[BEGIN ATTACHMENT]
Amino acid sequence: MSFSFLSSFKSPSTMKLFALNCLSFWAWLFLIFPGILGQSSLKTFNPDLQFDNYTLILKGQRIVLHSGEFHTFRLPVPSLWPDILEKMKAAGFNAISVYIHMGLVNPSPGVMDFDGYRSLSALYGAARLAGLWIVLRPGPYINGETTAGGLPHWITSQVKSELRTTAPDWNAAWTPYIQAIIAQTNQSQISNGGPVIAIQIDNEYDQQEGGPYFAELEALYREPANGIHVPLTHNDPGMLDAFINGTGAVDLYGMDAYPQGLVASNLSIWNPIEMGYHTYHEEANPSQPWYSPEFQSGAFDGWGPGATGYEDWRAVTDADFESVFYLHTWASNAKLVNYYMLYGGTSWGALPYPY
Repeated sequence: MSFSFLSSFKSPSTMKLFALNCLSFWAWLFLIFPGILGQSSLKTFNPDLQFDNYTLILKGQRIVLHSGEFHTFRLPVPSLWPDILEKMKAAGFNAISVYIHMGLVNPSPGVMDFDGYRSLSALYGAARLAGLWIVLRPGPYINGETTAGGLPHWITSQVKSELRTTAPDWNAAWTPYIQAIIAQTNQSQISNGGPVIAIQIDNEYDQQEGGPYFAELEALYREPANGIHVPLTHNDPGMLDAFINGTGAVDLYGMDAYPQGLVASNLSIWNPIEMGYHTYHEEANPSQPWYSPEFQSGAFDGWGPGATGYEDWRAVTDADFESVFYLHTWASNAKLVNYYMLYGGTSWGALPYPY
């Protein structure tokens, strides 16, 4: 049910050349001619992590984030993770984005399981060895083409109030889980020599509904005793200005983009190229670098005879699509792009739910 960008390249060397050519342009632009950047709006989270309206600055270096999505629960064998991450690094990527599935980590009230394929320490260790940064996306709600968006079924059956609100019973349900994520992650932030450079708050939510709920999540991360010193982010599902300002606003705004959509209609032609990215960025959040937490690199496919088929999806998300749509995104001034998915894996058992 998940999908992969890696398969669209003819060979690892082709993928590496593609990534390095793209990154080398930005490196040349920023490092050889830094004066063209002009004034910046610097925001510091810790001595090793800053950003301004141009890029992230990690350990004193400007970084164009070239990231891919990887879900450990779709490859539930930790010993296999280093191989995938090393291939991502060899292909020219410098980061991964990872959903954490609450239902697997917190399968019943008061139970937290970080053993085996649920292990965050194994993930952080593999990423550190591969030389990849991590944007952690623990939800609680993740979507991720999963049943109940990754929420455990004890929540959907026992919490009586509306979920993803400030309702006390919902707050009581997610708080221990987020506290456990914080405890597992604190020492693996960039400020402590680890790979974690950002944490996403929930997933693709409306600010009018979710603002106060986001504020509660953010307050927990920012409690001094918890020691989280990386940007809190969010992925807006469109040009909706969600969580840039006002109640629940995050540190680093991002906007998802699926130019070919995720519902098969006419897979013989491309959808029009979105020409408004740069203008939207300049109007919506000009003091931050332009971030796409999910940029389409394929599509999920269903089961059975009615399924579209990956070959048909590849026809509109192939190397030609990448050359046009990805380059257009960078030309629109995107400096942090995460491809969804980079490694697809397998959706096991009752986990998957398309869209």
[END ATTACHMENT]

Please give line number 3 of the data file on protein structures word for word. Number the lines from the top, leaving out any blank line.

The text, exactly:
């Protein structure tokens, strides 16, 4: 049910050349001619992590984030993770984005399981060895083409109030889980020599509904005793200005983009190229670098005879699509792009739910 960008390249060397050519342009632009950047709006989270309206600055270096999505629960064998991450690094990527599935980590009230394929320490260790940064996306709600968006079924059956609100019973349900994520992650932030450079708050939510709920999540991360010193982010599902300002606003705004959509209609032609990215960025959040937490690199496919088929999806998300749509995104001034998915894996058992 998940999908992969890696398969669209003819060979690892082709993928590496593609990534390095793209990154080398930005490196040349920023490092050889830094004066063209002009004034910046610097925001510091810790001595090793800053950003301004141009890029992230990690350990004193400007970084164009070239990231891919990887879900450990779709490859539930930790010993296999280093191989995938090393291939991502060899292909020219410098980061991964990872959903954490609450239902697997917190399968019943008061139970937290970080053993085996649920292990965050194994993930952080593999990423550190591969030389990849991590944007952690623990939800609680993740979507991720999963049943109940990754929420455990004890929540959907026992919490009586509306979920993803400030309702006390919902707050009581997610708080221990987020506290456990914080405890597992604190020492693996960039400020402590680890790979974690950002944490996403929930997933693709409306600010009018979710603002106060986001504020509660953010307050927990920012409690001094918890020691989280990386940007809190969010992925807006469109040009909706969600969580840039006002109640629940995050540190680093991002906007998802699926130019070919995720519902098969006419897979013989491309959808029009979105020409408004740069203008939207300049109007919506000009003091931050332009971030796409999910940029389409394929599509999920269903089961059975009615399924579209990956070959048909590849026809509109192939190397030609990448050359046009990805380059257009960078030309629109995107400096942090995460491809969804980079490694697809397998959706096991009752986990998957398309869209």